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temperament questions, there are a handful of republicans, maybe more, certainly in congress, that are speaking out and saying that they have not yet been able to get their arms around donald trump as their nominee. read a couple portions of what some are saying. this is from congressman charlie dent. my colleagues i've spoken with all have serious reservations. congressman pompeo. a lot of his policies don't comport with my vision how i represent kansas. i'm hopeful over time he'll do better. and another, we honestly don't have enough detail to know. so they're taking to speaking out, reported on this, bill, and that's a big deal. >> what they're doing is telling the truth. right? they have reservations. they have reservations on policy, on tone, and you just listed three house members who all have re-election in november right now. i think the three members you listed off i think most interestingly are actually all
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probably in safe seats, but they're looking at their colleagues. they're looking at their constituents, hearing from constituents when they go home who don't like the tone that donald trump has taken, don't like the message donald trump has taken and not what he was saying at the end tracks with what we've ladder from paul ryan. not just tone, it's policy. donald trump's policy he's laid out diverge greatly from what a lot of conservatives run their elections and campaigns on and worked their years in congress on. it's only natural these people would have reservations based on that fact. >> their fix, pretty obvious. they can be upset but he's who they have and this third party thing doesn't make sense from any angle. almost wasted energy for them at this point, unless it's going to push trump to be somethingdif. now the proof of performance in terms of the knocks on him personally are clear enough that we're seeing the first ad from a super pac supporting hillary clinton. the one begala works for and putting out as a first salvo
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against trump. here it is. >> would you cut off our -- >> planneded parenthood, yes, i would. >> you know, you could see blood coming out of her eyes. blood coming out of her -- wherever. >> do you believe in punishment for abortion? yes or no, as a principle? >> the answer is that -- there has to be some form of punishment. >> for the woman? >> yeah. there has to be some form. >> jackie? effective? >> i mean, we've already seen ads like this. trump use -- using trump's own words against him. i think that's what we'll see over and over again. we saw it a little from democrats and from republicans in the primary, and i think you should expect more of this, and as long as he keeps doing interviews and talking they're going to have more fodder until he really does kind of bring it back and restrain himself. >> matt, you wrote a book about this, about strategic problems. this is something a little deeper, though, right? you can negotiate anything that's going to wind up being a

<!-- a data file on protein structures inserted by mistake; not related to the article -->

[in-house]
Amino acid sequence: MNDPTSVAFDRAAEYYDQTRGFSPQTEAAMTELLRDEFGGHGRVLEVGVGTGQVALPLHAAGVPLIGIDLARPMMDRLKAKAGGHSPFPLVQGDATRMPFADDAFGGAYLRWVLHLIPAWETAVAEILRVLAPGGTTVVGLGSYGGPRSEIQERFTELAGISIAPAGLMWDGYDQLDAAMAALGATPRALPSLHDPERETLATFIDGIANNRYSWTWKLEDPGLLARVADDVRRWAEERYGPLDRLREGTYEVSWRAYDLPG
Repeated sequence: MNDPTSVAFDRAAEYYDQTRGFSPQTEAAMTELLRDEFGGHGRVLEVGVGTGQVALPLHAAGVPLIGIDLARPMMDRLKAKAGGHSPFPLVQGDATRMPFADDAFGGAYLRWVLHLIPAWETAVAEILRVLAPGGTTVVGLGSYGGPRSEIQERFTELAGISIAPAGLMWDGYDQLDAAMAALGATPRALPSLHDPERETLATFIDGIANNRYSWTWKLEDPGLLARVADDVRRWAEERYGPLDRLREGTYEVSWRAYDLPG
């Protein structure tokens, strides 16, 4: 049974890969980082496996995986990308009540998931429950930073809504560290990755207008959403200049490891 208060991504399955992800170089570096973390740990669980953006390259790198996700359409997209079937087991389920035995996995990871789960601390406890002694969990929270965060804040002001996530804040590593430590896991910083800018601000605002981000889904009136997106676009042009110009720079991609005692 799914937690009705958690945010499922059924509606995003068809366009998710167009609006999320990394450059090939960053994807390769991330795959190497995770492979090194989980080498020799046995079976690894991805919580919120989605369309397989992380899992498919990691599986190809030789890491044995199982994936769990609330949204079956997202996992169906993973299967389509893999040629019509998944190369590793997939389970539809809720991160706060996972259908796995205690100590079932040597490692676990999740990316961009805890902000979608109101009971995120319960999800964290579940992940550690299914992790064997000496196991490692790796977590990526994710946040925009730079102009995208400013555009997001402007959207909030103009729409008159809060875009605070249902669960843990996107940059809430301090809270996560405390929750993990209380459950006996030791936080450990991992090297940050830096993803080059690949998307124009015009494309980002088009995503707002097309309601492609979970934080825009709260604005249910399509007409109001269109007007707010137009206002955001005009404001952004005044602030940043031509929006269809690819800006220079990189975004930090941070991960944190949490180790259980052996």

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policy matter, but ideals are things that especially conservatives want locked in. how does this play? >> right. i mean, so -- so donald trump is not an orthodox conservative, but there are also character issues which i think are even more important, and i think republicans right now, you know, everybody is self-interested to a certain degree, and people are making a calculation like, is he going to win? and if he doesn't win, am i better off being for him or against him? and i think the question is, if he's bary goldwater, then you're better off -- richard nixon was nominally for barry goldwater, ronald reagan was for barry goldwater, if you're barry goldwater, republican, you're better off reluctantly supporting the nominee. what if he's mccarthy? that's the problem. republicans have to figure which he is and which model if either
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template fits. >> stick around. first, breaking news to get to out of iraq. at least 14 people are dead after several explosions in baghdad. 11 people were killed and 37 hurt in twin explosions in a shiite neighborhood. officials say one of those attackers is believed to be a female suicide bomber. three others were killed in a blast at a popular outdoor market. this is the latest in a series of recent explosions that have killed dozens of people. the u.s. and several allies agreeing to provide weapons to the libyan government to help fight isis and other extremists grurps. libyan officials must first submit a request to be exempted from a u.n. arms embargo now in place. libya is a top priority for the obama administration. isis has gained a foothold in the country with an estimated 6,000 fighters entrenched there. the supreme court unanimously deciding not to rule on a challenge to the contraception mandate under obama care. the eight justices sending the case back to lower courts to try to find a compromise. this is the latest move to avoid